Readers' letters - May 26

Lords should reflect the standing of political parties

As we all get ready to elect MPs to the House of Commons, it might be worth considering the fact that the House of Lords is totally unaffected by the democratic process.

Whatever we may say about MPs, at least they have to submit themselves to a democratic verdict at every election.

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Lords, however, are not democratically elected and cannot be removed (they are a bit like EU bureaucrats, really).

There are more than 800 Lords.

They are appointed by the Prime Minister and, once they are in the House of Lords, they are there for life.

There are currently 98 Lib Dem Lords.

When you consider there are only nine Lib Dem MPs out of 650, a fairer allocation of Lib Dem Lords would be about 12.

Their current allocation may have reflected their greater standing a few years ago.

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Clearly, we need to introduce a system that enables the de-appointment of Lords when their party’s standing in the Commons is substantially reduced.

The proportion of Lords for each party should broadly reflect each party’s standing in the Commons, for that Parliament.

This should be re-assessed after every parliamentary election.

Tim Hunter

Address supplied

Industry should be exposed

June 1 marks World Milk Day, which aims to celebrate the supposed benefits of the dairy industry, but little mention will be made of the negative impacts of milk production.

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For example, in order to produce milk, dairy cows are made pregnant by force and then have their calf taken away at just a few days old.

Many of those calves are killed soon after, so that milk meant for them can be bottled for us to drink.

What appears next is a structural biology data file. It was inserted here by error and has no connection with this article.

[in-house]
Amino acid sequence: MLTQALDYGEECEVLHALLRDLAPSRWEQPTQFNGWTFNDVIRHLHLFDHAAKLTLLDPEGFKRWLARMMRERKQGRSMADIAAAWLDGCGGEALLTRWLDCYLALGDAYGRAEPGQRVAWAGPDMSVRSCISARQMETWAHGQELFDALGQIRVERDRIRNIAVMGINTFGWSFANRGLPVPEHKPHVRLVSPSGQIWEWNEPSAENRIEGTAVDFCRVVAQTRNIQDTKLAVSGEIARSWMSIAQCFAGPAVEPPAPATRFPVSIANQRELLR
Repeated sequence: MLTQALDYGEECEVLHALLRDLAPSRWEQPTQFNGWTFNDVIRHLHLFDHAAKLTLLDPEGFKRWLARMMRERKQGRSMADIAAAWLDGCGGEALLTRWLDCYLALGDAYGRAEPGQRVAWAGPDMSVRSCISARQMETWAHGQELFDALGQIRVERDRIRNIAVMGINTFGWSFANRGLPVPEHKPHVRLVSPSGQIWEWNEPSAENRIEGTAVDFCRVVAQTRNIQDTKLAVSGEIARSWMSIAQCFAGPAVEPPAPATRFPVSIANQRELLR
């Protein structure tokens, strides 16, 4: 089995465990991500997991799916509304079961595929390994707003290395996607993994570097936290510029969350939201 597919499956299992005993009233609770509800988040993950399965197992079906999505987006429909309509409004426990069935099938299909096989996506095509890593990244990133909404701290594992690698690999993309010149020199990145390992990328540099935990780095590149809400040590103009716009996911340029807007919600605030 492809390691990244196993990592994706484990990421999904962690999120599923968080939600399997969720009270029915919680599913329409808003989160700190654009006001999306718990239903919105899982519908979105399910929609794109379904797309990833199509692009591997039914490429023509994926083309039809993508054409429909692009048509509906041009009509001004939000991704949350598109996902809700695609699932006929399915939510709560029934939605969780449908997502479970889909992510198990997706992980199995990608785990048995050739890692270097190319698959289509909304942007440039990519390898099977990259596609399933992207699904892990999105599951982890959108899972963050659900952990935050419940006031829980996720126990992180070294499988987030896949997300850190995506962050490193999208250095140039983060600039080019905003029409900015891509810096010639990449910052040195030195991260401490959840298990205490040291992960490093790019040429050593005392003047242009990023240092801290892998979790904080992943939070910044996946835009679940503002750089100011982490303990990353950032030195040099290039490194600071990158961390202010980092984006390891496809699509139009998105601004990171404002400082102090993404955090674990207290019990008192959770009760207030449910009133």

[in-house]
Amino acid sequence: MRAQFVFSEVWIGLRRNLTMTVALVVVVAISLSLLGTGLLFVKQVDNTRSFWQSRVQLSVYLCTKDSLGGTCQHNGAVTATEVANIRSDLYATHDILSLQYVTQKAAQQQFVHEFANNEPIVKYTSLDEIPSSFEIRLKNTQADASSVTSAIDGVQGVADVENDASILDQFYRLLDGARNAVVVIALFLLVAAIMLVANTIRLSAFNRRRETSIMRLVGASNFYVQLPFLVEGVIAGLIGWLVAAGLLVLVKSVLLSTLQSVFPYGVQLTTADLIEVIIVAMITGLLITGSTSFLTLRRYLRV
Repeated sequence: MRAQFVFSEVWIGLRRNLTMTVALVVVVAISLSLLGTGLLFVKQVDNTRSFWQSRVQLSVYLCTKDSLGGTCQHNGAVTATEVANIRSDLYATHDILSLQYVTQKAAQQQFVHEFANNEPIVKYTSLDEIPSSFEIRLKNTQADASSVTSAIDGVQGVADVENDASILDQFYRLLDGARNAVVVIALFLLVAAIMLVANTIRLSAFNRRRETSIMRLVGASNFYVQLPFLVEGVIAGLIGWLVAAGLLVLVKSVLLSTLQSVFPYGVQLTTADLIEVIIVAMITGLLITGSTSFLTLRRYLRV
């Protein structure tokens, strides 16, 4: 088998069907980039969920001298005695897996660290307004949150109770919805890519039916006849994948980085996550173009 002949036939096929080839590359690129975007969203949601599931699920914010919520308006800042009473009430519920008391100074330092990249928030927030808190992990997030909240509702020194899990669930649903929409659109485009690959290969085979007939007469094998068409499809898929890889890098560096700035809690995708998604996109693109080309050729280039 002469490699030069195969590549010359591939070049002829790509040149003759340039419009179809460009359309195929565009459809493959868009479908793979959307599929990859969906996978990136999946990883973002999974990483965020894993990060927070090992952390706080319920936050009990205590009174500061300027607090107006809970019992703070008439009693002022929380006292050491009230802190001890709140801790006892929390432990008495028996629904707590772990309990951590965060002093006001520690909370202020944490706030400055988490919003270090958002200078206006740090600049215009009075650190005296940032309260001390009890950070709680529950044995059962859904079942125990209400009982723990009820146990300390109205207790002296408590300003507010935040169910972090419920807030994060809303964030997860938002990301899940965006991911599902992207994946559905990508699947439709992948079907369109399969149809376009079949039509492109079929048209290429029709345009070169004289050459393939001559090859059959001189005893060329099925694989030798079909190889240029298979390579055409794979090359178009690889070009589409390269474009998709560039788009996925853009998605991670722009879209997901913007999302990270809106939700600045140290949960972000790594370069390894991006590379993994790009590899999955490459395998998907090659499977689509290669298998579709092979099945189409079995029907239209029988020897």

Dairy farming is also responsible for more water pollution incidents in the UK than any other form of farming, according to the Environment Agency, and results in almost twice the amount of greenhouse gas emissions as soya milk, pint for pint.

Rather than being celebrated, the dairy industry should be exposed as cruel and environmentally damaging. I would urge all readers to contact Animal Aid for information about switching to plant-based alternatives to milk or visit

Ben Martin

Animal Aid

Join the buzz at the Bee Count

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Our bees aren’t just an iconic sign of a British summer, they are vital for pollinating much of the food we enjoy every day, and the wildflowers that decorate our countryside.

But Britain’s bees are under threat, with around 35 UK species considered to be at risk of extinction, from loss of habitats, pesticides and intensive farming.

This is why Friends of the Earth is running the Great British Bee Count, which runs until June 30.

By downloading a fun, free app you can find out more about the bees that visit your gardens, parks and neighbourhoods, and find out what you can do to help them – such as creating bee-friendly spaces. And you can also send in sightings and photos of the bees you spot too.

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Join the buzz at or search for ‘Great British Bee Count’ in your app store.

Craig Bennett

Friends of the Earth

Bomber was a pathetic coward

Re: The Manchester suicide bomber –a pathetic despicable coward.

Alexandra Paxton

via email